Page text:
If you have space on the back, the flat one I have in my post works great and you can reach it with either hand. But if you have a backpack or hydration carrier it gets in the way. You can still have both though, the IFAK and the pack or bladder. It still works.

But there is an argument for keeping your IFAK either on your belt or chest rig (or whatever "other" web gear) so it is always WITH you no matter what.

In that case, you can still keep it either on your back with the flat pouch, or use a more traditional fatter pouch just about anywhere, as long as you can reach it with both hands.

For me, I don't like big fat pouches of any type sticking out on the sides (plus that makes it harder to reach with both hands), so an IFAK always ends up either on my left front or right front, I'd say at about the 10 o'clock or the 3 o'clock. Either on a belt or chest rig.

BUT! The only real answer is to put it on and try it out. Try different positions for the pouch. Go walk around or run around and do stuff. Because whatever we tell you may give you ideas but you only know what will work for you if you actually try it.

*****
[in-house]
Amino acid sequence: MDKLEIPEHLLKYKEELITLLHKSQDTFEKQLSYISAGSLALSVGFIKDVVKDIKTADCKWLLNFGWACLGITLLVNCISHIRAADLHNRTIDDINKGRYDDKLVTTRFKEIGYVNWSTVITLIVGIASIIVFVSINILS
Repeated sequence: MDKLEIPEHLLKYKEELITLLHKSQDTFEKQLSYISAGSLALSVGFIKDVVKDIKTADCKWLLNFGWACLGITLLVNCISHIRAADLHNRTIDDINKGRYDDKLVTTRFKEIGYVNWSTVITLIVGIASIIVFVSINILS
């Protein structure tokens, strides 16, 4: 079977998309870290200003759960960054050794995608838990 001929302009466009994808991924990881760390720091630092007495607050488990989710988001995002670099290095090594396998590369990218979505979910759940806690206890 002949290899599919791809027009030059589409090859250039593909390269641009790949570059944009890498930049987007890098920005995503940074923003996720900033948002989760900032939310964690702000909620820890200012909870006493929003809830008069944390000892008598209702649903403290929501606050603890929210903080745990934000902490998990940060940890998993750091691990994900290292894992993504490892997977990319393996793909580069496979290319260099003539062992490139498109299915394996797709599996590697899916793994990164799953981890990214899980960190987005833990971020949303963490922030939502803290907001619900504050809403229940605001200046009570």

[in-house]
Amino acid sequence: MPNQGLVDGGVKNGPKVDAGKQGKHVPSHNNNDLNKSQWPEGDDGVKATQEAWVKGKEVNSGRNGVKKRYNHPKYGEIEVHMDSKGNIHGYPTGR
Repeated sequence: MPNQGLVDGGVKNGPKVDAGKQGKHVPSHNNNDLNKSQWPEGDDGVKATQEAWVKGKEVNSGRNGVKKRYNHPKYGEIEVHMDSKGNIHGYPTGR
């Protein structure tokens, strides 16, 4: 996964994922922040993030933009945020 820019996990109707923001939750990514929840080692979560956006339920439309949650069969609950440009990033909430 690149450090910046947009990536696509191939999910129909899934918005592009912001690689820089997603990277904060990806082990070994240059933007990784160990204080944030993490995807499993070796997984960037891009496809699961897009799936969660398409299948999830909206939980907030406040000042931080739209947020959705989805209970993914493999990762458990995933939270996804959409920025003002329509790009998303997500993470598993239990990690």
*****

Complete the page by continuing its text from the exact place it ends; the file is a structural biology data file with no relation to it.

.
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Old 05-02-2019, 11:19 PM
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BUT! The only real answer is to put it on and try it out. Try different positions for the pouch. Go walk around or run around and do stuff. Because whatever we tell you may give you ideas but you only know what will work for you if you actually try it.

.

Yeah. I guess I knew that. I might just have to adapt to the position of the IFAK. The biggest issue I'm running in to on my cummerbund is how I use my sling. I've found that my sling gets caught on any pouches mounted on my left side, which is where I would have my IFAK on my carrier as I've got a canteen on my right that fights perfectly there. That and I guess not being left side dominant it feel awkward to even access the pouch.

I'm thinking it might be a good idea to mount my canteen somewhere else and put my IFAK on the right side. Both of my IFAKs are small enough to where I could technically mount them both on the right cummerbund but I've not tried it yet. Maybe I will give that a go and go on a hike or something with it.
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Old 05-03-2019, 07:12 AM
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Good info in this thread so far. Maybe we could get a Mod to sticky it.
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Old 05-07-2019, 08:02 AM
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For those untrained in chest needle decompression, vented chest seals are what I'd recommend you have.